Wayne survives the bomb (unlike Assad), but he's unconscious and in no shape to run the country. Chad Lowe doesn't want to kill Tom to cover the conspirators' tracks, as Carson does, so he lets himself believe that Tom will go along with everything now that Vice President Powers Boothe is in power to implement Tom's proposals. So they let Tom go, and then Tom turns the conspirators in anyway. Tom is treated as a suspect himself, and quickly faces yet another ethical dilemma when the Veep offers him the choice of either maintaining Assad's innocence or letting the Veep start implementing Tom's nutty, police-state proposals immediately. And let's face it, Tom doesn't have all that many do-the-right-things in him. Karen Hayes, who turns out to have been stranded at Andrews Air Force Base in Washington D.C. this whole time, decides to go back to work. Meanwhile, in L.A., Logan tries to blackmail the Russian Consul into helping him find Gredenko, but gets nowhere. Logan knows the Consul is lying, so Kiefer decides to sneak back in, leading to a rather awkward phone conversation between the Veep and Russian President Suvarov. Kiefer tortures the Consul into giving up the goods on Gredenko and his part in Fayed's plan, and then gets taken into Russian custody before he can tell anyone. Fortunately, Kiefer persuades the Russian Consulate Cop to relay the message to CTU. Unfortunately, the Russian Consulate Cop gets killed, before he can do so, by one of his own fellow guards. How will CTU find Gredenko now? And how will Kiefer survive another twenty months in a foreign prison for misbehaving in a Consulate again?
Post-explosion, a very bloody Wayne is being rushed on a gurney to the White House Bunker's operating room, a completely sterile environment that's protected from the outside hallway by a single pair of loosely swinging doors. Good to know Wayne's in a secure place. Actually, I shouldn't complain. I'm sure it's a lot safer than the CTU clinic.
At Not Camp David, Kiefer leads Logan to the motorcade waiting to take them to the Russian Consulate in L.A. There's a limo and everything, and it doesn't even have "Department of Corrections" stamped on the side. Kiefer and Logan both look sharp in their suits, although Logan hasn't shaved. Before they get in the car, Kiefer wants to set some ground rules, which are that Logan doesn't do anything without being told. Logan assures Kiefer that he knows his role, and that he just wants to help. Kiefer growls that Logan can never do anything to undo his previous misdeeds. Logan gets that. "But if you want to find Gredenko," he says -- and there's a long pause while I wait for him to give Kiefer some touchy-feely little speech -- "we should leave now." Even Kiefer can't argue with that, as much as he might want to, and they get in the back of the limo together. As they ride out of Not Camp David in the back seat, Logan starts talking about how he hasn't left Not Camp David in over a year. To his credit, he realizes that Kiefer has a little experience of his own with incarceration, but it doesn't stop Logan from nattering on about how the loneliness and the silence messes with your head. Kiefer looks like he'd appreciate a little demonstration of that silence right about now, but Logan goes on about how it gives you a chance to listen to the voice of your own deepest self, which can help you heal. Whatever. This jailhouse conversion of Logan's reminds me of nothing so much as George Bluth Sr.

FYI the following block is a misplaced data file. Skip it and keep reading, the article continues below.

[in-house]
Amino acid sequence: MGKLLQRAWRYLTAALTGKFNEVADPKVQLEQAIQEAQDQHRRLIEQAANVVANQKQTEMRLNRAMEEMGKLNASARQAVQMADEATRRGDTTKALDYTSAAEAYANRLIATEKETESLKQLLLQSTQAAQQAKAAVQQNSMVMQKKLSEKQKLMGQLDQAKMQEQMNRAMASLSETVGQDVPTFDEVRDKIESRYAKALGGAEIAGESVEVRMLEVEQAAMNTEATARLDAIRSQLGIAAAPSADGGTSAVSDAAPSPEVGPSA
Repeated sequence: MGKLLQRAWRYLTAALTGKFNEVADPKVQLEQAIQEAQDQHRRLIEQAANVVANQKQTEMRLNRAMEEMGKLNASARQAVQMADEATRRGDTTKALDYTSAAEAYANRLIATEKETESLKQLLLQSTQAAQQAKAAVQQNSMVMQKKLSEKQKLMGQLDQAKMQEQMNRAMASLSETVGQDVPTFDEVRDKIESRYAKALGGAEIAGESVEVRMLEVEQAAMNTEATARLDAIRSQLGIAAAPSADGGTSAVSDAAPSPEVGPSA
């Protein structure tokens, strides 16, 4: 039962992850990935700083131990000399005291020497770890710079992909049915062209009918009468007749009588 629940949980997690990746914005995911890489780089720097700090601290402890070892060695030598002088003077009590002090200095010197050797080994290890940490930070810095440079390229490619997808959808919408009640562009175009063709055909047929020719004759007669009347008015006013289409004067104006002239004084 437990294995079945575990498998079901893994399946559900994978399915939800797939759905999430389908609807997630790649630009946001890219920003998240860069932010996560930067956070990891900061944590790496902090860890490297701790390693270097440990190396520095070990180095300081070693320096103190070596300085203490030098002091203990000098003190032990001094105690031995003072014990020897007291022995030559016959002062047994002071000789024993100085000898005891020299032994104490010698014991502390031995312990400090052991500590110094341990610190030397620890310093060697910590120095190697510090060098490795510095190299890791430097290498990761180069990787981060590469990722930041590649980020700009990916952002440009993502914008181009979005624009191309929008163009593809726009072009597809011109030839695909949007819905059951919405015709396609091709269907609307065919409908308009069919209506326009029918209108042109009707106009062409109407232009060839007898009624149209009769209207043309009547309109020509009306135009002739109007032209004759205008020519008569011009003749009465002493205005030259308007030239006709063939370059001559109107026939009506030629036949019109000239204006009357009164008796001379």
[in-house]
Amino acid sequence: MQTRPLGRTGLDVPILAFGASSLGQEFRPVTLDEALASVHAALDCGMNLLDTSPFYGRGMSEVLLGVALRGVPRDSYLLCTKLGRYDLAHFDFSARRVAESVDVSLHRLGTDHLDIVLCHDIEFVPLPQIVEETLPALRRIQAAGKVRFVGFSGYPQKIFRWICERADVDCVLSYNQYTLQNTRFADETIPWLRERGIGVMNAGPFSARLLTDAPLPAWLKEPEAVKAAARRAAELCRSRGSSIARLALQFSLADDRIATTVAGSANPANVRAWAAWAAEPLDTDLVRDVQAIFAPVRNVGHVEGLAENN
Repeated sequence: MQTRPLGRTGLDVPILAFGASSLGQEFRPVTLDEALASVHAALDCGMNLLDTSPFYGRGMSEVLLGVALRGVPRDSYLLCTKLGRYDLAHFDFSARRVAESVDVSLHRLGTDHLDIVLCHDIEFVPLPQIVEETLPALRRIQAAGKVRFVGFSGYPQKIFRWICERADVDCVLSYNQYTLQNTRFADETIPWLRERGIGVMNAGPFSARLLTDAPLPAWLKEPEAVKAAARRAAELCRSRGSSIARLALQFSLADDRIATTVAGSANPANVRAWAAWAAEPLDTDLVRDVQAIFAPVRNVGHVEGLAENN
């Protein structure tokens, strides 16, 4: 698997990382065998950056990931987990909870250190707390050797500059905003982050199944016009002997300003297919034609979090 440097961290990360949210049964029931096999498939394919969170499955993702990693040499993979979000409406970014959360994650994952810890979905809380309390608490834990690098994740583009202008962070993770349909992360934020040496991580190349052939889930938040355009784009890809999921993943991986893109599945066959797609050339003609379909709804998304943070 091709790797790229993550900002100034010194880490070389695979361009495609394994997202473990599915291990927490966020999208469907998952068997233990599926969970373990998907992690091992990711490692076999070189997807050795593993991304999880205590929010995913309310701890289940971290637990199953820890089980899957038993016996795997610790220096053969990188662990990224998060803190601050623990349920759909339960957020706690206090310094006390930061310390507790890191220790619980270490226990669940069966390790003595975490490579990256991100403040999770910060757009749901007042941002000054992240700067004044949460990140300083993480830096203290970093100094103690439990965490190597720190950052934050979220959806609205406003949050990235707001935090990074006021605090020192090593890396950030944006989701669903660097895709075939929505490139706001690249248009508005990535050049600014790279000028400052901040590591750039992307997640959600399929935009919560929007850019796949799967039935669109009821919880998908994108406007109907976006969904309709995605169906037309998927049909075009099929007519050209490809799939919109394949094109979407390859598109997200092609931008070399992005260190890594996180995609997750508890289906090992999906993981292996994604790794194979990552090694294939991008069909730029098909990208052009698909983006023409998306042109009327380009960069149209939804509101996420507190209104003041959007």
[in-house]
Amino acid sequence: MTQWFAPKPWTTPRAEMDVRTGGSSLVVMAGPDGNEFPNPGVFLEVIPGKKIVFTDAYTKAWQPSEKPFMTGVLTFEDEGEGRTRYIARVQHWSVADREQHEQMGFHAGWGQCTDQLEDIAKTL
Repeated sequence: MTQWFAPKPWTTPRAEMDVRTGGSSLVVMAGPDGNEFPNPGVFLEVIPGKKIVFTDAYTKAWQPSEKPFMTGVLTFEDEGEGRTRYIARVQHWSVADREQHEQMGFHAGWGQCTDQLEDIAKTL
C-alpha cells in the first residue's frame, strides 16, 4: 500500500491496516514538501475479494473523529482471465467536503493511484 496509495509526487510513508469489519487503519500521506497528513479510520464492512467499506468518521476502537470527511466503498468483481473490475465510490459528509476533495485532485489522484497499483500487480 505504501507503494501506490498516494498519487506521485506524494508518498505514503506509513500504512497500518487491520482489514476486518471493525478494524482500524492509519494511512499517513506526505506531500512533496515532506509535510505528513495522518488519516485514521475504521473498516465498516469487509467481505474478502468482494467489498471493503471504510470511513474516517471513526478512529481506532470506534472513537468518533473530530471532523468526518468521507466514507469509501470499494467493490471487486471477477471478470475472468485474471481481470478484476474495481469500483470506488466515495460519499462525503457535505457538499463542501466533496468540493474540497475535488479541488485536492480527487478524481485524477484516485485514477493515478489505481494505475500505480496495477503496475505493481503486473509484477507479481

Fortunately, Kiefer's rescued from this conversation when his cell phone rings with Buchanan on the other end, relaying word that somebody just blew up Wayne. "My God," Kiefer breathes, quickly earning him Logan's attention. Buchanan explains that they don't have many details yet, but that the Secret Service suspects Assad of smuggling a bomb into the White House Bunker. Like Assad hasn't been in federal custody almost the entire day, including Kiefer's and Buchanan's. Kiefer doesn't think his boyfriend would do something like that, but as Buchanan puts it, Assad is dead, so it doesn't matter at this point anyway. Ouch. Well, on the bright side, at least Kiefer bought Assad another eight hours of life by killing one of his few surviving friends. "Which means you're following our only live lead," Buchanan adds, like this is news. It wouldn't be 24 if he weren't. Kiefer signs off, and tells Logan what just happened. Logan stares ahead of himself in shock, wondering why he's the only president on this show that nobody ever took a shot at.